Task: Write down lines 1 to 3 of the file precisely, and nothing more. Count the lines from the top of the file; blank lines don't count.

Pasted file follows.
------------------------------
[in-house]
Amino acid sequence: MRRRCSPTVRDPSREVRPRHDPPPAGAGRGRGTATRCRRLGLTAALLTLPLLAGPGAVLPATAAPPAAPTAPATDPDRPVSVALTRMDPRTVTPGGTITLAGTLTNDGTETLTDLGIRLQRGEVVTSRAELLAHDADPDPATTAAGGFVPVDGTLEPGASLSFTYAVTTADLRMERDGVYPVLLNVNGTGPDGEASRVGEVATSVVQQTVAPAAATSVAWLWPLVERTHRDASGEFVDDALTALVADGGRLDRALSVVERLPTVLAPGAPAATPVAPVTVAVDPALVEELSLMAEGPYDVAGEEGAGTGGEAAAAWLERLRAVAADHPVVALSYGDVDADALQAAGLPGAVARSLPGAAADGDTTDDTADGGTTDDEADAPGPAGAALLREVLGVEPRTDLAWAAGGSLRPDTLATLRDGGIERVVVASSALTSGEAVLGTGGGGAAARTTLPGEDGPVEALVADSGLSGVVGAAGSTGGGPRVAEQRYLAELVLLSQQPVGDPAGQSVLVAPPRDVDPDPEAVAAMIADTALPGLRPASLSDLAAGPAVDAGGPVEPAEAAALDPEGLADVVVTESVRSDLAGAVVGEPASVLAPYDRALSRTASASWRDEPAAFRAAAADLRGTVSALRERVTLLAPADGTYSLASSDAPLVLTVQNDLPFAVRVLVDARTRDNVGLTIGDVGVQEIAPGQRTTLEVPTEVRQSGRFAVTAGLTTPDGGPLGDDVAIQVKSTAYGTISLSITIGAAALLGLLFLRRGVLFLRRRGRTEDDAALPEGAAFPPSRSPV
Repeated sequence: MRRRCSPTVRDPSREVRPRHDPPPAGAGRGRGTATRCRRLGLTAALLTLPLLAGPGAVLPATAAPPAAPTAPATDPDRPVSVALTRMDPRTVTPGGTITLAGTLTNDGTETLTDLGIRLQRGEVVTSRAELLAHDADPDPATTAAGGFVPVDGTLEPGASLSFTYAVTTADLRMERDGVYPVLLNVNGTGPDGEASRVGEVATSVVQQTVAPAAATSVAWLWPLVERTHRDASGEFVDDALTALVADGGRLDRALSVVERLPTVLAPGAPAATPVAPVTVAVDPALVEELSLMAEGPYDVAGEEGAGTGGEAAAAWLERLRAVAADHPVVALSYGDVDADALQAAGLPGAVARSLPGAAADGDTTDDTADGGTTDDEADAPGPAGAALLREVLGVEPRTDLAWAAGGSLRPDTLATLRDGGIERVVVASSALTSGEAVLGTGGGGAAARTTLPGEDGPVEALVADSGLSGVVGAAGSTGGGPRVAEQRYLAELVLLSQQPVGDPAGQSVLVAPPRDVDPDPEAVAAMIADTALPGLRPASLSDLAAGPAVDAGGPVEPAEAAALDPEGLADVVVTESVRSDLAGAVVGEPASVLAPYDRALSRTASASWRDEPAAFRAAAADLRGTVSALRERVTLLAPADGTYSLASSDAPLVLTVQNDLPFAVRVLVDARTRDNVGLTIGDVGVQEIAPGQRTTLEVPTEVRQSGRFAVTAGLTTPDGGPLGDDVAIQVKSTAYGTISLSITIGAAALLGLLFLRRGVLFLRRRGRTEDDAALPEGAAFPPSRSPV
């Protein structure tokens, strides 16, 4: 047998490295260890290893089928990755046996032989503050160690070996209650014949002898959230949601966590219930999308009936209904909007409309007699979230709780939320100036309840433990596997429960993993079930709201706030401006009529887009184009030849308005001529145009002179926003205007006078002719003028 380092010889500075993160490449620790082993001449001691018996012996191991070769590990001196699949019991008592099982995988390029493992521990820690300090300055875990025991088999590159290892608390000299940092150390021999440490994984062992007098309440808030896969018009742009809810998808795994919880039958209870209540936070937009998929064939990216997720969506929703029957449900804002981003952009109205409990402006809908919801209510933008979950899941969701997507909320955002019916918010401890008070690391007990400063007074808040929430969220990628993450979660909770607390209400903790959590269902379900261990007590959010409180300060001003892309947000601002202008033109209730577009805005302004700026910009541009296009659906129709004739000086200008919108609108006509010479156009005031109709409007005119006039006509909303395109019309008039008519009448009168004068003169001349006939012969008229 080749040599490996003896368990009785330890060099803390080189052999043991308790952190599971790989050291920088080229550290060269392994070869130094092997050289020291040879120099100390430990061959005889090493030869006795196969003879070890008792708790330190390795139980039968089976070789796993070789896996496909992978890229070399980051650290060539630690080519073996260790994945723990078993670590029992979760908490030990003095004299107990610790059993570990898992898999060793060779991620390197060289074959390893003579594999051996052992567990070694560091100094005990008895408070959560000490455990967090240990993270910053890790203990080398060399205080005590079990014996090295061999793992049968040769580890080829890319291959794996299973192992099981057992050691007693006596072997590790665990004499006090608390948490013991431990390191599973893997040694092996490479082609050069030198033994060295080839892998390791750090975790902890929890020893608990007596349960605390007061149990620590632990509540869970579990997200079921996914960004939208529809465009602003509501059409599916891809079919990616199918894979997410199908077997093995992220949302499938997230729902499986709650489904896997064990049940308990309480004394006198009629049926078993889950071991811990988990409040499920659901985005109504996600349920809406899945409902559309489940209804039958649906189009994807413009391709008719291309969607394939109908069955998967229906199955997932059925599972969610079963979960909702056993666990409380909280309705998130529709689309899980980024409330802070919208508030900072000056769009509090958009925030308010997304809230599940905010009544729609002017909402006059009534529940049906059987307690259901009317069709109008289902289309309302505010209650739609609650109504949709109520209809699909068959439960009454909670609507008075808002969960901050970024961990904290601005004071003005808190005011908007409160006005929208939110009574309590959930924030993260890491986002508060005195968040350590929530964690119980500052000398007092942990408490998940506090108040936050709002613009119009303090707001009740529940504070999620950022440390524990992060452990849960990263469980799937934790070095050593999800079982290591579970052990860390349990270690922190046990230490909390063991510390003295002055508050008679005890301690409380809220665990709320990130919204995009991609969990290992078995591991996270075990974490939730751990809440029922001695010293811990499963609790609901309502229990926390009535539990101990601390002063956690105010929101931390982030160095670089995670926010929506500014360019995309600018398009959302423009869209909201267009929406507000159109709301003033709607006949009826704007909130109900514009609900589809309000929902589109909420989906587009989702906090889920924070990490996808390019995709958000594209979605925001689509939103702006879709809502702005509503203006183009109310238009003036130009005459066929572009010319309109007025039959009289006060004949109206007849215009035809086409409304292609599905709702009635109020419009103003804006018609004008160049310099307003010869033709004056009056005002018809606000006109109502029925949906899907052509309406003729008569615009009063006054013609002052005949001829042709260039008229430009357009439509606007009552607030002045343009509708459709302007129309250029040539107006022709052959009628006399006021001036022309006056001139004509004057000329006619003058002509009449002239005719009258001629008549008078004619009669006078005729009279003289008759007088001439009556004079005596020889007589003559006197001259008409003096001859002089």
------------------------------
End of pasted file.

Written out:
[in-house]
Amino acid sequence: MRRRCSPTVRDPSREVRPRHDPPPAGAGRGRGTATRCRRLGLTAALLTLPLLAGPGAVLPATAAPPAAPTAPATDPDRPVSVALTRMDPRTVTPGGTITLAGTLTNDGTETLTDLGIRLQRGEVVTSRAELLAHDADPDPATTAAGGFVPVDGTLEPGASLSFTYAVTTADLRMERDGVYPVLLNVNGTGPDGEASRVGEVATSVVQQTVAPAAATSVAWLWPLVERTHRDASGEFVDDALTALVADGGRLDRALSVVERLPTVLAPGAPAATPVAPVTVAVDPALVEELSLMAEGPYDVAGEEGAGTGGEAAAAWLERLRAVAADHPVVALSYGDVDADALQAAGLPGAVARSLPGAAADGDTTDDTADGGTTDDEADAPGPAGAALLREVLGVEPRTDLAWAAGGSLRPDTLATLRDGGIERVVVASSALTSGEAVLGTGGGGAAARTTLPGEDGPVEALVADSGLSGVVGAAGSTGGGPRVAEQRYLAELVLLSQQPVGDPAGQSVLVAPPRDVDPDPEAVAAMIADTALPGLRPASLSDLAAGPAVDAGGPVEPAEAAALDPEGLADVVVTESVRSDLAGAVVGEPASVLAPYDRALSRTASASWRDEPAAFRAAAADLRGTVSALRERVTLLAPADGTYSLASSDAPLVLTVQNDLPFAVRVLVDARTRDNVGLTIGDVGVQEIAPGQRTTLEVPTEVRQSGRFAVTAGLTTPDGGPLGDDVAIQVKSTAYGTISLSITIGAAALLGLLFLRRGVLFLRRRGRTEDDAALPEGAAFPPSRSPV
Repeated sequence: MRRRCSPTVRDPSREVRPRHDPPPAGAGRGRGTATRCRRLGLTAALLTLPLLAGPGAVLPATAAPPAAPTAPATDPDRPVSVALTRMDPRTVTPGGTITLAGTLTNDGTETLTDLGIRLQRGEVVTSRAELLAHDADPDPATTAAGGFVPVDGTLEPGASLSFTYAVTTADLRMERDGVYPVLLNVNGTGPDGEASRVGEVATSVVQQTVAPAAATSVAWLWPLVERTHRDASGEFVDDALTALVADGGRLDRALSVVERLPTVLAPGAPAATPVAPVTVAVDPALVEELSLMAEGPYDVAGEEGAGTGGEAAAAWLERLRAVAADHPVVALSYGDVDADALQAAGLPGAVARSLPGAAADGDTTDDTADGGTTDDEADAPGPAGAALLREVLGVEPRTDLAWAAGGSLRPDTLATLRDGGIERVVVASSALTSGEAVLGTGGGGAAARTTLPGEDGPVEALVADSGLSGVVGAAGSTGGGPRVAEQRYLAELVLLSQQPVGDPAGQSVLVAPPRDVDPDPEAVAAMIADTALPGLRPASLSDLAAGPAVDAGGPVEPAEAAALDPEGLADVVVTESVRSDLAGAVVGEPASVLAPYDRALSRTASASWRDEPAAFRAAAADLRGTVSALRERVTLLAPADGTYSLASSDAPLVLTVQNDLPFAVRVLVDARTRDNVGLTIGDVGVQEIAPGQRTTLEVPTEVRQSGRFAVTAGLTTPDGGPLGDDVAIQVKSTAYGTISLSITIGAAALLGLLFLRRGVLFLRRRGRTEDDAALPEGAAFPPSRSPV